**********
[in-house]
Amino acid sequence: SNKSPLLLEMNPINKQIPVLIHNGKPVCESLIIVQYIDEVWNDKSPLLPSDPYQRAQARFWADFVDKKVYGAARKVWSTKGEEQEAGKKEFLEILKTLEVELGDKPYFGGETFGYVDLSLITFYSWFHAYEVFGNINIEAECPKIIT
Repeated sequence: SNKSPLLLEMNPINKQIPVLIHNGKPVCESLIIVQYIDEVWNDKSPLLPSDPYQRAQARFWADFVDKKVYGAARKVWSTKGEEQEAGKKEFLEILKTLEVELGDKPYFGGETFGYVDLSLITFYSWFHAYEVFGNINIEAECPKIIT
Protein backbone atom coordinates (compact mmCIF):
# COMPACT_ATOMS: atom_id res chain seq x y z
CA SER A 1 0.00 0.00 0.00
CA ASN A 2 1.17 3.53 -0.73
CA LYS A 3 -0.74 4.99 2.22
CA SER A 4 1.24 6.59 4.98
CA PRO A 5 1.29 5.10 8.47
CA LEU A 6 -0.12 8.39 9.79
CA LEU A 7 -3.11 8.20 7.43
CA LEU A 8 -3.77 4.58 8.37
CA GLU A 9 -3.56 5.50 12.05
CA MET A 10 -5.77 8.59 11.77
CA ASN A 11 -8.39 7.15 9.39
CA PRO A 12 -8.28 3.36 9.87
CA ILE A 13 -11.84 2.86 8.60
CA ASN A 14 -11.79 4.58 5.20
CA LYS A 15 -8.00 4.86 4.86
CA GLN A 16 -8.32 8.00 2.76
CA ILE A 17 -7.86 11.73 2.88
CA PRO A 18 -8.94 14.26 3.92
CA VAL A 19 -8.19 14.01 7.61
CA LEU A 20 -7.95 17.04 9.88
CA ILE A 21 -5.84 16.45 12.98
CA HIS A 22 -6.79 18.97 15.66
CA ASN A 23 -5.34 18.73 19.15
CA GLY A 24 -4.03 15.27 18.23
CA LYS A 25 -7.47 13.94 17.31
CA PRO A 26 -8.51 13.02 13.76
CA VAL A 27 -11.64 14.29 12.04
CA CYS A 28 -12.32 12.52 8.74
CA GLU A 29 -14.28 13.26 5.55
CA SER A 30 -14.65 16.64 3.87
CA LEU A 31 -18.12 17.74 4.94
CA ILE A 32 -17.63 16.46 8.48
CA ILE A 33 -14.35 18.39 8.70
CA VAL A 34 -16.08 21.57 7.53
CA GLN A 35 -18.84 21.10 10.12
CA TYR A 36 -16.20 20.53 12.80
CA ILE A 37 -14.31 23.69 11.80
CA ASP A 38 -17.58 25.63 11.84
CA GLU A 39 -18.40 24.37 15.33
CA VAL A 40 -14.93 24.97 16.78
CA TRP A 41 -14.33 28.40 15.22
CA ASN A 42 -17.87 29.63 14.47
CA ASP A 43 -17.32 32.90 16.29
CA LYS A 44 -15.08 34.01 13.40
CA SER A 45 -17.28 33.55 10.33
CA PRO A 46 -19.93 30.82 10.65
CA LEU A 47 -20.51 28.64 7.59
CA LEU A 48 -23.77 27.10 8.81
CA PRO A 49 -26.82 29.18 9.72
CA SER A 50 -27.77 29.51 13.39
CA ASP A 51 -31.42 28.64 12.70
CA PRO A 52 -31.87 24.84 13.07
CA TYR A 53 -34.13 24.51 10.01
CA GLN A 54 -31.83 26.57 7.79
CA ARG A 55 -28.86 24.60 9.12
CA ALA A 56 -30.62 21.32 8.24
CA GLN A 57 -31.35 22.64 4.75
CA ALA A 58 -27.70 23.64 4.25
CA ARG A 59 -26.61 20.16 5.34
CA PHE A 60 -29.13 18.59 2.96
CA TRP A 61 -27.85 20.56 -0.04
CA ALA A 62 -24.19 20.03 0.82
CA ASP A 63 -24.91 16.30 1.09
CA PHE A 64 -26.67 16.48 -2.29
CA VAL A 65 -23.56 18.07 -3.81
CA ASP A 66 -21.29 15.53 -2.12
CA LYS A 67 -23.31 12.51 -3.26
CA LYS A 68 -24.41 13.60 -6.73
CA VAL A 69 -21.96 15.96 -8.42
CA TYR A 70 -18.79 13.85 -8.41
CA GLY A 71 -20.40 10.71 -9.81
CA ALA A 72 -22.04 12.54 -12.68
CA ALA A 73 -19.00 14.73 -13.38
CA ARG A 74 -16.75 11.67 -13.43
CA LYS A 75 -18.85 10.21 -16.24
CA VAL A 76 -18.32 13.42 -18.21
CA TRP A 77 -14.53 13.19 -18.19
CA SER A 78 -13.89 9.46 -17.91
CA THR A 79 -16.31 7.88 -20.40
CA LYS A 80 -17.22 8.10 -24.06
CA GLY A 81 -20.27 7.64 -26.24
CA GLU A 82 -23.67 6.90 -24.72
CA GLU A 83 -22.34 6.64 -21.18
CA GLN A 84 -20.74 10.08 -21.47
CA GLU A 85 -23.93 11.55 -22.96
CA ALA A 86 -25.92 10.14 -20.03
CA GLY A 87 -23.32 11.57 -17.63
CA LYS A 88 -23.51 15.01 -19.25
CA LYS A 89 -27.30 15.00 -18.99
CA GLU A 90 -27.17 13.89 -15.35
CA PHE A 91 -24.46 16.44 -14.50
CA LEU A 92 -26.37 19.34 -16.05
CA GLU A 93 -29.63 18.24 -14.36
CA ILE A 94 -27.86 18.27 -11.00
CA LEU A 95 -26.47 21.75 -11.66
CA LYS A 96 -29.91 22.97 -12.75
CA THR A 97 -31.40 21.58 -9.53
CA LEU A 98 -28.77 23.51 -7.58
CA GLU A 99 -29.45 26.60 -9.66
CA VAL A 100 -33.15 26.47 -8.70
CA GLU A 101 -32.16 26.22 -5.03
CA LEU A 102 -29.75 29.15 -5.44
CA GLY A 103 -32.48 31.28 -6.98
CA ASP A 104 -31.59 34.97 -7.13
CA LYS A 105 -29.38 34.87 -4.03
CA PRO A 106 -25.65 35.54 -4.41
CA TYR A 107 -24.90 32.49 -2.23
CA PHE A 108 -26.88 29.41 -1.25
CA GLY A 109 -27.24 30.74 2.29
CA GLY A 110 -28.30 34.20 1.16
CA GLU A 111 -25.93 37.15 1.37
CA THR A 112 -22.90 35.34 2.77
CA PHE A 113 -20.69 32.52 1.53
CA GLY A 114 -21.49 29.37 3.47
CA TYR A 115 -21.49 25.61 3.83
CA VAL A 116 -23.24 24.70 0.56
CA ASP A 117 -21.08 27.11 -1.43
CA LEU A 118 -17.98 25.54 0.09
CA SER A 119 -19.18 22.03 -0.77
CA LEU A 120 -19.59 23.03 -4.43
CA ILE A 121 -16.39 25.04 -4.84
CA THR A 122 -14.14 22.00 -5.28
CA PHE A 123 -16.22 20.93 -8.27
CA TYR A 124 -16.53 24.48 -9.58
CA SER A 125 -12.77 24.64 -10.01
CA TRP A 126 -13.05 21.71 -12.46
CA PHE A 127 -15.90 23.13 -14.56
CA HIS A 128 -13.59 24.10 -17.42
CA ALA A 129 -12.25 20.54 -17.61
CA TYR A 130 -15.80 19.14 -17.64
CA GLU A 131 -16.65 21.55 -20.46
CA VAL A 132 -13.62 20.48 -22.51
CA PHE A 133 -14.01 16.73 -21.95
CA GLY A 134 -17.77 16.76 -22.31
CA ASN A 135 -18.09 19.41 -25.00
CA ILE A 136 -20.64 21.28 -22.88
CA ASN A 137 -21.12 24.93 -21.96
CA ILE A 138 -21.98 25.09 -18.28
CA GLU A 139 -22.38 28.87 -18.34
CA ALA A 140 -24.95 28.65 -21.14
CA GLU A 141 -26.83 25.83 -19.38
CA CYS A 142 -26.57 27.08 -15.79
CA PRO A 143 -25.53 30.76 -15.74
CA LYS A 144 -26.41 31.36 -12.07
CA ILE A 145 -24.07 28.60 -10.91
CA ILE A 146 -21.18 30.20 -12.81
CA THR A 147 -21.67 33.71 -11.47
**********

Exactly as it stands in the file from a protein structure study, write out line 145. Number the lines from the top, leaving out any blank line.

CA ALA A 140 -24.95 28.65 -21.14